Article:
This race has really been amazing, I think that when someone writes a chronicle of it, that it should be titled Things Change. Just over 2 and a half weeks ago, it looked like Newt could romp after his stunning victory in South Carolina. Then just a few days ago, after his victories in Florida and Nevada, it was looking like Romney would just skip the rest of the debates and focus on the general election and there were rumors Santorum would drop out. And I don't even have to mention all the twists and turns that happened before that, which saw surges for Bachmann, Perry, Cain, Gingrich and then Santorum. Anyway, it looks like a whole new race for everyone now after Santorum won in Minnesota, Missouri and Colorado, where must a few days ago people were expecting Romney to win with 40-50% of the vote.
For Romney, I think Michigan, which holds its primary on February 28th, becomes a do-or-die state. Romney carried Michigan in 2008 in no small part because his father had been Governor and had also been head of American Motors. For Romney to lose there would be a real black eye for his campaign to be President. He needs to go nuclear on Santorum and do it now in order not to lose such a key state. I would expect just about everything to be thrown at the wall to see what sticks as last night showed that when Romney doesn't carpet bomb a media market with negative ads about his opponents, he doesn't do so well. I would also expect him to change his strategy and start participating in future debates (which probably means he will have to grovel to his debate coach, who he so ignominiously fired for getting too much credit for his debate performances). Although this runs the risk of giving Newt another platform to showcase his very impressive oratorical wares, which could breath new life into his campaign (though at this point, perhaps Romney will want this to happen in order to take away votes from Santorum).
Santorum, on the other hand, shouldn't get too cocky about his victories. There was no grassroots surge propelling him to victory, in fact turnout for him was just as lackluster as it was for the Romney victories. Compared to 2008, turnout in Minnesota was down 24%, turnout in Colorado was down 7% and turnout in Missouri was down a whopping 57% thanks to the primary becoming non-binding. He won by taking votes from Romney and from Newt, not from actually exciting the base and getting them to show up on caucus night. Also, just to put things into perspective, if you add up the turnout of both the Minnesota and Colorado caucuses, it was slightly less than the turnout in Iowa, which has less than one third the population of those two states. Put another way, only 1% of the population in those states turned out to make their preferences known, a very paltry turnout percentage. Santorum has yet to prove that he has any sort of mass appeal and whatever appeal he does have will be tested over the next few weeks as the Romney camp vilifies him for everything they can find in their opposition research of him.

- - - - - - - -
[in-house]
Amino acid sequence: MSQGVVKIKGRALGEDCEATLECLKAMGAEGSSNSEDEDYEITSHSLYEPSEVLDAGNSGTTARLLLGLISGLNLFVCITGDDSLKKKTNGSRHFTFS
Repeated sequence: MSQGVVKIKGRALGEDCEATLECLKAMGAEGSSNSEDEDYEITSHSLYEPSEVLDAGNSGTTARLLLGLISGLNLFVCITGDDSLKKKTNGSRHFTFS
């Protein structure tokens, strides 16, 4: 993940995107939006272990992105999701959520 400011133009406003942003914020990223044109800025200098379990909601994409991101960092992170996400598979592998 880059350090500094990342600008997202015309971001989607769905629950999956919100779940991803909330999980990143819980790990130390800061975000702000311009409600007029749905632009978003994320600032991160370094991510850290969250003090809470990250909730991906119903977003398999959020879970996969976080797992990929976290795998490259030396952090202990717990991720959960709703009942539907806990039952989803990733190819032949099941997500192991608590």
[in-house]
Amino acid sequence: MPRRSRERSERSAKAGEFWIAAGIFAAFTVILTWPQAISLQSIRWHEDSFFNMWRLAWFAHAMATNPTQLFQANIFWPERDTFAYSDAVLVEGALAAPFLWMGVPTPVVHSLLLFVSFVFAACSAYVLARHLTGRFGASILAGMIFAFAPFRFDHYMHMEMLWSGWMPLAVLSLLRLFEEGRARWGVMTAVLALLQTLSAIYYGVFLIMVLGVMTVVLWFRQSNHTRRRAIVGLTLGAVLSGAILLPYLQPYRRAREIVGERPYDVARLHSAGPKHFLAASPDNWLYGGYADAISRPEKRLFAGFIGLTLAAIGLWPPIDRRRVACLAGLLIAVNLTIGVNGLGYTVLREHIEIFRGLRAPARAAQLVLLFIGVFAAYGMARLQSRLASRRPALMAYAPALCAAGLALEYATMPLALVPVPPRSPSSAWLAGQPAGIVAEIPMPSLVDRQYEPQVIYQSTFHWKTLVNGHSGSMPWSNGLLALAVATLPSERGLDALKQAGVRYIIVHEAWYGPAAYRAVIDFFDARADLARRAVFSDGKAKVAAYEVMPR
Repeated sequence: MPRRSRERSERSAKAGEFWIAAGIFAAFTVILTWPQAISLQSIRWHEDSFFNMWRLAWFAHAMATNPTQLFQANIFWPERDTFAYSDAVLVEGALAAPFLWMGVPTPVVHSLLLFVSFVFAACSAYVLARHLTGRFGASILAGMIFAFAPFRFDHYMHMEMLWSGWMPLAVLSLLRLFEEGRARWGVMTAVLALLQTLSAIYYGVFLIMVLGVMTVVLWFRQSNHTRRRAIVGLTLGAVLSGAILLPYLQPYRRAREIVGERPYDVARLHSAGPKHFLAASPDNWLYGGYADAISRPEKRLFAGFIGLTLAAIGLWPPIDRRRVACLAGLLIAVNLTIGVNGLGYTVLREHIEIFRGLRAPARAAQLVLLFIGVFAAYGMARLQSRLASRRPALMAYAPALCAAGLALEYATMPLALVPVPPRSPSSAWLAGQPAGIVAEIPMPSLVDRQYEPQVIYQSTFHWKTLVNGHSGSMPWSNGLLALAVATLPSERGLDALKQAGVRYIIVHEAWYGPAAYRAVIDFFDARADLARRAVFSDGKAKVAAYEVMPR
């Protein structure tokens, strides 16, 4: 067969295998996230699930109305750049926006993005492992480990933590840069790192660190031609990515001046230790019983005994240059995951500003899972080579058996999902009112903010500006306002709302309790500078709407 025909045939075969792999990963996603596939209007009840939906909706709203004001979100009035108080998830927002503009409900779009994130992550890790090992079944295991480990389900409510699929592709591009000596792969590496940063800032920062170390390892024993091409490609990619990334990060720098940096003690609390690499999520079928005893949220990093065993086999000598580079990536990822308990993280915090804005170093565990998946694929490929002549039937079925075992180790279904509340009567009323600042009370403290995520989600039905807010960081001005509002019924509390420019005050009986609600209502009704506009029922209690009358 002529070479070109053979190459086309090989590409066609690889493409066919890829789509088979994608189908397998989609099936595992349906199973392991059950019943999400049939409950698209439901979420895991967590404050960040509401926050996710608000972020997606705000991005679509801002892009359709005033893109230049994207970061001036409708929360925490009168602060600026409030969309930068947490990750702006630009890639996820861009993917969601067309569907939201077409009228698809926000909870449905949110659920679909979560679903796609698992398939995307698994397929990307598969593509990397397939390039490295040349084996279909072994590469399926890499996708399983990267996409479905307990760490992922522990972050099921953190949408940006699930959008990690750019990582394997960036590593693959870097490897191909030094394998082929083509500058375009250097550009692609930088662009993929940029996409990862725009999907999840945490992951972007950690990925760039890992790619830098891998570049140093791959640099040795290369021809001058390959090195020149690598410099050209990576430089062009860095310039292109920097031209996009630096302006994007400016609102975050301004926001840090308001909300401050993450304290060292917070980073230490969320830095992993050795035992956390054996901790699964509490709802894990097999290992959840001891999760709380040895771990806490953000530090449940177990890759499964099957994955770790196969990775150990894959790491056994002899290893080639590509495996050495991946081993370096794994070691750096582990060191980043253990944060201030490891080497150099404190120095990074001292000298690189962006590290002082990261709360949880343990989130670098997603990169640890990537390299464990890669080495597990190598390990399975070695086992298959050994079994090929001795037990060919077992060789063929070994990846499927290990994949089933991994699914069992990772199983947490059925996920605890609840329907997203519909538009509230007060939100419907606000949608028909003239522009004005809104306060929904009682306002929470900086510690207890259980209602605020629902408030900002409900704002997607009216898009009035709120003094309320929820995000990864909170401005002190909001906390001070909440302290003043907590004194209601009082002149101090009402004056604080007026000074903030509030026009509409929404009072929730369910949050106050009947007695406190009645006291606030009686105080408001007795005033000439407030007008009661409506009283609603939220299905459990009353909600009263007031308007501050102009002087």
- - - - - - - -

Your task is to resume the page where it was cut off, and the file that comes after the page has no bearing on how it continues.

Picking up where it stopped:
Newt seems to get a much needed breather. Other than winning himself, this scenario is actually the best that could have been expected. If Romney had won the three races, things would probably be all but over. Now that Santorum has won in such an overwhelming fashion, he will be the target of all those negative ads that would normally be targeted at Newt. When you compare a thoroughly vetted Newt, with all his warts, versus a candidate who people think is a saint, it doesn't take a PhD in psychology to figure out why going to the saint would be tempting. Things will change after there will be wall to wall ads about Santorum's involvement in the K Street Project, his endorsement of Arlen Specter (who became a Democrat and helped usher in Obamacare), his "leadership PAC" (which gave a paltry 18% of its money to candidates and spent the rest on everyday expenses for Rick Santorum), his scam of a charity and his numerous "gaffes" which will help sour his appeal among women and independent voters (he blamed the church's child molestation scandal on Boston being liberal, he equated homosexuality with bestiality and he said radical feminism is to blame for the decline of the American family). Then of course is his record which is more liberal than Newt's. He voted against NAFTA, against Right to Work and for steel tariffs, as well as various earmarks (especially in election years). People turn away from candidates when they realize they weren't what they thought they were, let's see how Santorum's support holds up after people see that his squeeky clean image isn't so clean.
One thing is for sure, it is going to be an interesting couple of weeks.
Cross posted from libertarian neocon's blog.